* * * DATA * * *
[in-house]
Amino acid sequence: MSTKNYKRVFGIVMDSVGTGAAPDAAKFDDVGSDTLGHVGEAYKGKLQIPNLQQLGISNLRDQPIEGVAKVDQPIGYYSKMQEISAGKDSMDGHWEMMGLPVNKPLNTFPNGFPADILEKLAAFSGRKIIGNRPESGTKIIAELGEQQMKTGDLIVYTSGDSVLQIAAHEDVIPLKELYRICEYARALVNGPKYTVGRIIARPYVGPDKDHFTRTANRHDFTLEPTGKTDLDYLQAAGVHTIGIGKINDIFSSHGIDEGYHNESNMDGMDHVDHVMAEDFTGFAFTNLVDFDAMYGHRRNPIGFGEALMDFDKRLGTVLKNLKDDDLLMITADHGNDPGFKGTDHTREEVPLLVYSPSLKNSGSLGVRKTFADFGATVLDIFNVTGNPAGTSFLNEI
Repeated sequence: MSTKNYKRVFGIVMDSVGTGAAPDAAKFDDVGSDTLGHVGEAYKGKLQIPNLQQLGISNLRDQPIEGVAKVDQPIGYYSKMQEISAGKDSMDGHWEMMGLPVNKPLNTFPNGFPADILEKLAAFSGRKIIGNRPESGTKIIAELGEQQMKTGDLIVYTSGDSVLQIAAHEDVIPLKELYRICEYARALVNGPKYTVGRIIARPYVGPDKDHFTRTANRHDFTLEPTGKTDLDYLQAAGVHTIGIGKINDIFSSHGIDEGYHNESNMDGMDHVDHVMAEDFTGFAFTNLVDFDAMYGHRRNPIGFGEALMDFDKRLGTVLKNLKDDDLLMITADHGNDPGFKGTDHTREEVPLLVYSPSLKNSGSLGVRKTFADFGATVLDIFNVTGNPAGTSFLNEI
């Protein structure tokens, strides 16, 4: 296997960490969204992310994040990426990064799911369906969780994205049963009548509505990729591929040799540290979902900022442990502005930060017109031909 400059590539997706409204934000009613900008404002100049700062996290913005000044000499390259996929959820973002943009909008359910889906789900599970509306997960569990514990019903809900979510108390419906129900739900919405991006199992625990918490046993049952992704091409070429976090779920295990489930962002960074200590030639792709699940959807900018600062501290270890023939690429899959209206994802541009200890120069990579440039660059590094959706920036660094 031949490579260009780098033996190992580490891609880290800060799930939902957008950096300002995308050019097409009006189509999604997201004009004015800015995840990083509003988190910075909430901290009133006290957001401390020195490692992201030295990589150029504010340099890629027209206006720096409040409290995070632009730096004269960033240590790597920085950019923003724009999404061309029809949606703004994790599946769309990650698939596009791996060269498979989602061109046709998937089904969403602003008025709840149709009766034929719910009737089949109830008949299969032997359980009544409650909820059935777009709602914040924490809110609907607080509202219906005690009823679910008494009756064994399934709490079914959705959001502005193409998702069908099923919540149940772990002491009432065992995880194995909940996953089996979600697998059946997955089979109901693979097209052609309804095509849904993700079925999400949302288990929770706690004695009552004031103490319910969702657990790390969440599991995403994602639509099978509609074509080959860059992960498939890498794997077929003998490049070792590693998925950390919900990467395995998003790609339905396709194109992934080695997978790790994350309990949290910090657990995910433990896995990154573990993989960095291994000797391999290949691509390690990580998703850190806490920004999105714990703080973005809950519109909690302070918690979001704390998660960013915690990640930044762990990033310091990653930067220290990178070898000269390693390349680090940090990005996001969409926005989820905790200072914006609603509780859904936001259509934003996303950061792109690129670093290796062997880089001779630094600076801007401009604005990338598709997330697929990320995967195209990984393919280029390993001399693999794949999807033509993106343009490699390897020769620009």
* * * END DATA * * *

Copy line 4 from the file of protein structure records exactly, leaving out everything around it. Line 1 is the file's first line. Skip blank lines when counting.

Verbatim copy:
């Protein structure tokens, strides 16, 4: 296997960490969204992310994040990426990064799911369906969780994205049963009548509505990729591929040799540290979902900022442990502005930060017109031909 400059590539997706409204934000009613900008404002100049700062996290913005000044000499390259996929959820973002943009909008359910889906789900599970509306997960569990514990019903809900979510108390419906129900739900919405991006199992625990918490046993049952992704091409070429976090779920295990489930962002960074200590030639792709699940959807900018600062501290270890023939690429899959209206994802541009200890120069990579440039660059590094959706920036660094 031949490579260009780098033996190992580490891609880290800060799930939902957008950096300002995308050019097409009006189509999604997201004009004015800015995840990083509003988190910075909430901290009133006290957001401390020195490692992201030295990589150029504010340099890629027209206006720096409040409290995070632009730096004269960033240590790597920085950019923003724009999404061309029809949606703004994790599946769309990650698939596009791996060269498979989602061109046709998937089904969403602003008025709840149709009766034929719910009737089949109830008949299969032997359980009544409650909820059935777009709602914040924490809110609907607080509202219906005690009823679910008494009756064994399934709490079914959705959001502005193409998702069908099923919540149940772990002491009432065992995880194995909940996953089996979600697998059946997955089979109901693979097209052609309804095509849904993700079925999400949302288990929770706690004695009552004031103490319910969702657990790390969440599991995403994602639509099978509609074509080959860059992960498939890498794997077929003998490049070792590693998925950390919900990467395995998003790609339905396709194109992934080695997978790790994350309990949290910090657990995910433990896995990154573990993989960095291994000797391999290949691509390690990580998703850190806490920004999105714990703080973005809950519109909690302070918690979001704390998660960013915690990640930044762990990033310091990653930067220290990178070898000269390693390349680090940090990005996001969409926005989820905790200072914006609603509780859904936001259509934003996303950061792109690129670093290796062997880089001779630094600076801007401009604005990338598709997330697929990320995967195209990984393919280029390993001399693999794949999807033509993106343009490699390897020769620009």